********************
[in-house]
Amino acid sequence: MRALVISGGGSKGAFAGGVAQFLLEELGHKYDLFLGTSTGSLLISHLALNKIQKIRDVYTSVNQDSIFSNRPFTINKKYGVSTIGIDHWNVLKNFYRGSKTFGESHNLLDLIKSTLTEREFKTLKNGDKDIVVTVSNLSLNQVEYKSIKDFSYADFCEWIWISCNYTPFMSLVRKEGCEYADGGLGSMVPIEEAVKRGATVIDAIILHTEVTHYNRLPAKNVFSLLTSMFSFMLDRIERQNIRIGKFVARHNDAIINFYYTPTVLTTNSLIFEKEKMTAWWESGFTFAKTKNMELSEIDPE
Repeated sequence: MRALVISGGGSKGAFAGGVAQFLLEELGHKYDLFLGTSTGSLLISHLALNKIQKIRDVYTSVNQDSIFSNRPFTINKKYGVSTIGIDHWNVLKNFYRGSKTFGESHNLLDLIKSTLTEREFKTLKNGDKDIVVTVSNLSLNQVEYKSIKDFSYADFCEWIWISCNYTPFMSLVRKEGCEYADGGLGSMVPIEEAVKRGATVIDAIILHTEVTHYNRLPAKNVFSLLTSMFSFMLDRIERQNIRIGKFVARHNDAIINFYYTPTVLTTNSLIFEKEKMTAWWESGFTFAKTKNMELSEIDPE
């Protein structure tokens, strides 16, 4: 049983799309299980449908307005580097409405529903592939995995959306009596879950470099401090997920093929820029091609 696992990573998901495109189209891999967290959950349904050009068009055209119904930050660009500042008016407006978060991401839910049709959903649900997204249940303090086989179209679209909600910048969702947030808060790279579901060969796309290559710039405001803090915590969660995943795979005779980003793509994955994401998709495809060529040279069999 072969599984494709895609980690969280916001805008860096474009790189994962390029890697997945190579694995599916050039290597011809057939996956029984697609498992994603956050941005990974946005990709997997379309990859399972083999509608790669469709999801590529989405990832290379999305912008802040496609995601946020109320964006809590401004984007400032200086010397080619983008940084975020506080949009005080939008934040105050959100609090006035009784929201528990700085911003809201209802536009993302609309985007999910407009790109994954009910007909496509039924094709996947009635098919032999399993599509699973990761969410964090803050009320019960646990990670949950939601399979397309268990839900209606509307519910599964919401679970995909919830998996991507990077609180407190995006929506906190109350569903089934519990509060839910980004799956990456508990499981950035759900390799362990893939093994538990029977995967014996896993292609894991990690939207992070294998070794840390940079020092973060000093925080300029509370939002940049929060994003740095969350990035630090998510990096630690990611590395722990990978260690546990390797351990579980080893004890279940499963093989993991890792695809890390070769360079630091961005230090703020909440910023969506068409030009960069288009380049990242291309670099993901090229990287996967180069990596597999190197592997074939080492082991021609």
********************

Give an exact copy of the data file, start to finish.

[in-house]
Amino acid sequence: MRALVISGGGSKGAFAGGVAQFLLEELGHKYDLFLGTSTGSLLISHLALNKIQKIRDVYTSVNQDSIFSNRPFTINKKYGVSTIGIDHWNVLKNFYRGSKTFGESHNLLDLIKSTLTEREFKTLKNGDKDIVVTVSNLSLNQVEYKSIKDFSYADFCEWIWISCNYTPFMSLVRKEGCEYADGGLGSMVPIEEAVKRGATVIDAIILHTEVTHYNRLPAKNVFSLLTSMFSFMLDRIERQNIRIGKFVARHNDAIINFYYTPTVLTTNSLIFEKEKMTAWWESGFTFAKTKNMELSEIDPE
Repeated sequence: MRALVISGGGSKGAFAGGVAQFLLEELGHKYDLFLGTSTGSLLISHLALNKIQKIRDVYTSVNQDSIFSNRPFTINKKYGVSTIGIDHWNVLKNFYRGSKTFGESHNLLDLIKSTLTEREFKTLKNGDKDIVVTVSNLSLNQVEYKSIKDFSYADFCEWIWISCNYTPFMSLVRKEGCEYADGGLGSMVPIEEAVKRGATVIDAIILHTEVTHYNRLPAKNVFSLLTSMFSFMLDRIERQNIRIGKFVARHNDAIINFYYTPTVLTTNSLIFEKEKMTAWWESGFTFAKTKNMELSEIDPE
């Protein structure tokens, strides 16, 4: 049983799309299980449908307005580097409405529903592939995995959306009596879950470099401090997920093929820029091609 696992990573998901495109189209891999967290959950349904050009068009055209119904930050660009500042008016407006978060991401839910049709959903649900997204249940303090086989179209679209909600910048969702947030808060790279579901060969796309290559710039405001803090915590969660995943795979005779980003793509994955994401998709495809060529040279069999 072969599984494709895609980690969280916001805008860096474009790189994962390029890697997945190579694995599916050039290597011809057939996956029984697609498992994603956050941005990974946005990709997997379309990859399972083999509608790669469709999801590529989405990832290379999305912008802040496609995601946020109320964006809590401004984007400032200086010397080619983008940084975020506080949009005080939008934040105050959100609090006035009784929201528990700085911003809201209802536009993302609309985007999910407009790109994954009910007909496509039924094709996947009635098919032999399993599509699973990761969410964090803050009320019960646990990670949950939601399979397309268990839900209606509307519910599964919401679970995909919830998996991507990077609180407190995006929506906190109350569903089934519990509060839910980004799956990456508990499981950035759900390799362990893939093994538990029977995967014996896993292609894991990690939207992070294998070794840390940079020092973060000093925080300029509370939002940049929060994003740095969350990035630090998510990096630690990611590395722990990978260690546990390797351990579980080893004890279940499963093989993991890792695809890390070769360079630091961005230090703020909440910023969506068409030009960069288009380049990242291309670099993901090229990287996967180069990596597999190197592997074939080492082991021609």